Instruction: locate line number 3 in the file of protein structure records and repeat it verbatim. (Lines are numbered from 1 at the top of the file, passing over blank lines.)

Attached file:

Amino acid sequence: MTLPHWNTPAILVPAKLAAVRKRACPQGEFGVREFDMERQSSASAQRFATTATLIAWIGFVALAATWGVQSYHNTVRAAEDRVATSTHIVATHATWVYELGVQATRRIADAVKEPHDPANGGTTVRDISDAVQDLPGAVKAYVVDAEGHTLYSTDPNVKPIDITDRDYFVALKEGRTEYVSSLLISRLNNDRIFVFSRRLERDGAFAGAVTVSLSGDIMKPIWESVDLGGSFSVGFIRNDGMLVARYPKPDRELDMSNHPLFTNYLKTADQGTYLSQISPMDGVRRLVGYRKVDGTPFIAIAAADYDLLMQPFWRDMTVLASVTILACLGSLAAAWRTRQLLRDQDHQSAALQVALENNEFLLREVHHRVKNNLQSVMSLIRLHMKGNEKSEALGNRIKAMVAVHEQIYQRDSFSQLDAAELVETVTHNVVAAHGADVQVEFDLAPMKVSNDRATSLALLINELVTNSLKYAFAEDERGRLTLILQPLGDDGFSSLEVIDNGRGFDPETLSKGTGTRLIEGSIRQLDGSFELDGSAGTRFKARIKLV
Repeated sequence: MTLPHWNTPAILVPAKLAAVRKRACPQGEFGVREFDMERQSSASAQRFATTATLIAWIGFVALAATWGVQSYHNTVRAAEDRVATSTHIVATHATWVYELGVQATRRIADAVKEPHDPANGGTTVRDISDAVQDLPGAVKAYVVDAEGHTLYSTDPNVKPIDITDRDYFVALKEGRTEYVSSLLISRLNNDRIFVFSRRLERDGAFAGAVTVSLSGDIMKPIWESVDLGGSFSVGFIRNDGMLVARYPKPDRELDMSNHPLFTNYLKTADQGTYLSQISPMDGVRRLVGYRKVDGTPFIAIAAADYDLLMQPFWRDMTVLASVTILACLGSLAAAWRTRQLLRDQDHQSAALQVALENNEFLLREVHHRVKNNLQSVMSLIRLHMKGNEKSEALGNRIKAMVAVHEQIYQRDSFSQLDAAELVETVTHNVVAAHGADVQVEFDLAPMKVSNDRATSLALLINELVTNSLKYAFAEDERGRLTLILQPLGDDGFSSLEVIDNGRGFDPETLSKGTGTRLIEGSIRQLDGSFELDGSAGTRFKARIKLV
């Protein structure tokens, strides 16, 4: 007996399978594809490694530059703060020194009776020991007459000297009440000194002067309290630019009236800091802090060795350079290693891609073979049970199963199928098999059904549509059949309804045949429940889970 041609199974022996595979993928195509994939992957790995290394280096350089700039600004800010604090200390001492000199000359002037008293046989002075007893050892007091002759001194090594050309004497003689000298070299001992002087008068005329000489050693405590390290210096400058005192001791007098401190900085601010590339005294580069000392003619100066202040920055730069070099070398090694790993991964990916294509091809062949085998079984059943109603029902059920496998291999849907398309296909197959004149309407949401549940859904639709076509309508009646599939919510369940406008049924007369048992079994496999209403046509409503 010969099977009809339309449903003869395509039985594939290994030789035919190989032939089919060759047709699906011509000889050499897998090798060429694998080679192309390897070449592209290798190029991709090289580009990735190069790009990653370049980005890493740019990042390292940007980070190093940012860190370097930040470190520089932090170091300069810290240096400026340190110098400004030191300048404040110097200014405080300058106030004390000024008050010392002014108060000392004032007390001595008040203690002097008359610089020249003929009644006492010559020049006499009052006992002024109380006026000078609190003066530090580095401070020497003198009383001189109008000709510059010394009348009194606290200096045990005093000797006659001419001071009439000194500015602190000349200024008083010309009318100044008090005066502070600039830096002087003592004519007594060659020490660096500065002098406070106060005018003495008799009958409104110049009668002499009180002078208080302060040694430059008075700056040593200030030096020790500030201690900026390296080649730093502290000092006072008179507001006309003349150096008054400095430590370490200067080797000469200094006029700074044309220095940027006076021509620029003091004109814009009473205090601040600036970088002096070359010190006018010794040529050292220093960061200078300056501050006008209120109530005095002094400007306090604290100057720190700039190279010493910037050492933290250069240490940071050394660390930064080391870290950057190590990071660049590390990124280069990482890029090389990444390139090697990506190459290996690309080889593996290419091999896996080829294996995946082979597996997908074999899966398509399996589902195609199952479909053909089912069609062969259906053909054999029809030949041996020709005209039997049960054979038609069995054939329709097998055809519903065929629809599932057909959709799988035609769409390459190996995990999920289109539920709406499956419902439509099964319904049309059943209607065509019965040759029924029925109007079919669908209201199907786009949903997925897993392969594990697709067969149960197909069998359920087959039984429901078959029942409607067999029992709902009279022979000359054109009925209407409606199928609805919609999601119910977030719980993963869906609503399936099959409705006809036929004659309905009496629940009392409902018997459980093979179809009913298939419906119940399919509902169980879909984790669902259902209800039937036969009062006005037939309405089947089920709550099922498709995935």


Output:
């Protein structure tokens, strides 16, 4: 007996399978594809490694530059703060020194009776020991007459000297009440000194002067309290630019009236800091802090060795350079290693891609073979049970199963199928098999059904549509059949309804045949429940889970 041609199974022996595979993928195509994939992957790995290394280096350089700039600004800010604090200390001492000199000359002037008293046989002075007893050892007091002759001194090594050309004497003689000298070299001992002087008068005329000489050693405590390290210096400058005192001791007098401190900085601010590339005294580069000392003619100066202040920055730069070099070398090694790993991964990916294509091809062949085998079984059943109603029902059920496998291999849907398309296909197959004149309407949401549940859904639709076509309508009646599939919510369940406008049924007369048992079994496999209403046509409503 010969099977009809339309449903003869395509039985594939290994030789035919190989032939089919060759047709699906011509000889050499897998090798060429694998080679192309390897070449592209290798190029991709090289580009990735190069790009990653370049980005890493740019990042390292940007980070190093940012860190370097930040470190520089932090170091300069810290240096400026340190110098400004030191300048404040110097200014405080300058106030004390000024008050010392002014108060000392004032007390001595008040203690002097008359610089020249003929009644006492010559020049006499009052006992002024109380006026000078609190003066530090580095401070020497003198009383001189109008000709510059010394009348009194606290200096045990005093000797006659001419001071009439000194500015602190000349200024008083010309009318100044008090005066502070600039830096002087003592004519007594060659020490660096500065002098406070106060005018003495008799009958409104110049009668002499009180002078208080302060040694430059008075700056040593200030030096020790500030201690900026390296080649730093502290000092006072008179507001006309003349150096008054400095430590370490200067080797000469200094006029700074044309220095940027006076021509620029003091004109814009009473205090601040600036970088002096070359010190006018010794040529050292220093960061200078300056501050006008209120109530005095002094400007306090604290100057720190700039190279010493910037050492933290250069240490940071050394660390930064080391870290950057190590990071660049590390990124280069990482890029090389990444390139090697990506190459290996690309080889593996290419091999896996080829294996995946082979597996997908074999899966398509399996589902195609199952479909053909089912069609062969259906053909054999029809030949041996020709005209039997049960054979038609069995054939329709097998055809519903065929629809599932057909959709799988035609769409390459190996995990999920289109539920709406499956419902439509099964319904049309059943209607065509019965040759029924029925109007079919669908209201199907786009949903997925897993392969594990697709067969149960197909069998359920087959039984429901078959029942409607067999029992709902009279022979000359054109009925209407409606199928609805919609999601119910977030719980993963869906609503399936099959409705006809036929004659309905009496629940009392409902018997459980093979179809009913298939419906119940399919509902169980879909984790669902259902209800039937036969009062006005037939309405089947089920709550099922498709995935």